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‘Biggest, baddest’ – but is it the cleanest? World’s largest cruise ship sets sail

Claims that Icon of the Seas, the vast new ship described as ‘human lasagne’, runs on clean fuel have been labelled greenwashing as LNG’s methane emissions are a more potent climate gas than CO2

The largest cruise ship in the world, which embarks on its first commercial voyage from Miami on Saturday, was launched amid a fanfare of superlatives. Longer than the Eiffel Tower is tall, the Icon of the Seas towers 20 decks above the waves, can accommodate more than 7,000 passengers and crew, and, at a quarter of a million gross tonnes, could swallow five Titanics for breakfast.

Coloured slides on its upper deck mark out “Thrill Island”, the largest waterpark at sea, and it boasts a 17-metre (55ft) indoor waterfall. The president of Royal Caribbean, Jason Liberty, told reporters it was the “biggest, baddest ship on the planet”, though it quickly became known on social media as “human lasagne”.

Yet the launch of the huge vessel in Florida, one of many the same size or bigger that could be built in the next few years, has refocused attention on the impact on the planet of cruise tourism.

Various studies by environmental organisations, comparing the carbon footprint of a week-long holiday on a European cruise with taking a flight and staying in a hotel, concluded that such cruises were up eight times as carbon intensive.

Diagram showing tonnage, number of passengers (5,610) and crew (2,350), size of cruise ship relative to three football pitches, and with details of the ship’s features, such as an infinity pool

Royal Caribbean has made much of the fact that Icon of the Seas runs on liquified natural gas (LNG), describing it as the “cleanest-burning marine fuel”. However, Bryan Comer, director of the International Council on Clean Transportation’s marine programme, says using such fuel shows an industry “investing in false climate solutions”.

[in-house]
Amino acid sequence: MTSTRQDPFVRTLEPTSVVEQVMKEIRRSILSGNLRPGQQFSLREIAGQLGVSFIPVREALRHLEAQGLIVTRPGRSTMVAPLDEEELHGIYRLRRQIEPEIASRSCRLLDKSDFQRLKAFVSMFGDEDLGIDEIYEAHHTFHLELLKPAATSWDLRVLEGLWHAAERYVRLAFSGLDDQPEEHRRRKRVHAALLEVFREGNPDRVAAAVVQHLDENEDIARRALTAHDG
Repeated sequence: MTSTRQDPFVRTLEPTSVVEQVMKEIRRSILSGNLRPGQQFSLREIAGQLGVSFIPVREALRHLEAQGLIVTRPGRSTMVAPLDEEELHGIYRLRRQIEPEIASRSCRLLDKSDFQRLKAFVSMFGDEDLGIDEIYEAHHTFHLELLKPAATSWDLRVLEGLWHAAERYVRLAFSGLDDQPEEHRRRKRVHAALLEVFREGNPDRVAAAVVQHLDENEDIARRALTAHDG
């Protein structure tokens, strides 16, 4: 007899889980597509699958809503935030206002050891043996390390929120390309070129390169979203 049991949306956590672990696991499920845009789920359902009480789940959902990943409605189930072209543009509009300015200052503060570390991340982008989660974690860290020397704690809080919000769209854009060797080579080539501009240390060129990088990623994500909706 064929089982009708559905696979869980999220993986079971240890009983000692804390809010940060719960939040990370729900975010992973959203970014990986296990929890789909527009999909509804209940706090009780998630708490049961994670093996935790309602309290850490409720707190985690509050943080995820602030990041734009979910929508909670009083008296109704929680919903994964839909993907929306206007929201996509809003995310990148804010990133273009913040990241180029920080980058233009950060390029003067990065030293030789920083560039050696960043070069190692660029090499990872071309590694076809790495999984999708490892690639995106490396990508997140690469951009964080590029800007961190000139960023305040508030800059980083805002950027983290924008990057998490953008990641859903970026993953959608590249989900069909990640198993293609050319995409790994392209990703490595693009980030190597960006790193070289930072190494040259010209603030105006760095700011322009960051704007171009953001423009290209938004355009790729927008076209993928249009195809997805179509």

“They are doubling down by calling LNG a green fuel when the engine is emitting 70 to 80% more greenhouse gas emissions per trip than if it used regular marine fuel,” he said. “Icon has the largest LNG tanks ever installed in a ship. It is greenwashing.”

Using LNG rather than other marine fuels cuts carbon dioxide emissions by a quarter. But a cruise ship using LNG emits more greenhouse gas emissions overall, because of something called “methane slip”, Comer said. This is where some gas is not burned, leading to emissions of methane, a climate gas far more potent than carbon dioxide. Methane traps about 80 times more heat than CO2 during the 20 years after it is released into the atmosphere.

Ships should be using fuel cells and renewable hydrogen or methanol, which emit fewer greenhouse gases, he said.

When Icon was designed more than seven years ago, LNG was considered the “most promising fuel available at scale” said Nick Rose, a vice-president of Royal Caribbean.

“We consider it a transitional fuel that helps builds flexibility into our ship design and also helps us more easily adapt to different types of fuels as the market evolves and other scalable alternatives are introduced.”

Icon was built to accommodate fuel cells, which produce electricity without combustion, to be used to power the lifts, but the batteries have not been installed due to a problem with suppliers.

Rose said the company was committed to finding and implementing alternative energy sources, including fuel cells. “LNG is one part of our alternative fuel strategy, along with biofuels, methanol and other energy sources like shore power,” he said.

The vast ship has also been built to run on electricity supplied from shore when it is docked – a cleaner alternative to running highly polluting generators. Venice, Barcelona and Amsterdam are just three of the port cities to ban or curb cruise ships amid growing environmental and health concerns.

Marcie Keever, of Friends of the Earth US, said: “By building these megaships and using LNG, the cruise industry is moving in the wrong direction.

“Larger ships require more infrastructure at ports, destroying reefs and ecosystems in order to accommodate them.”


Read full article on The Guardian


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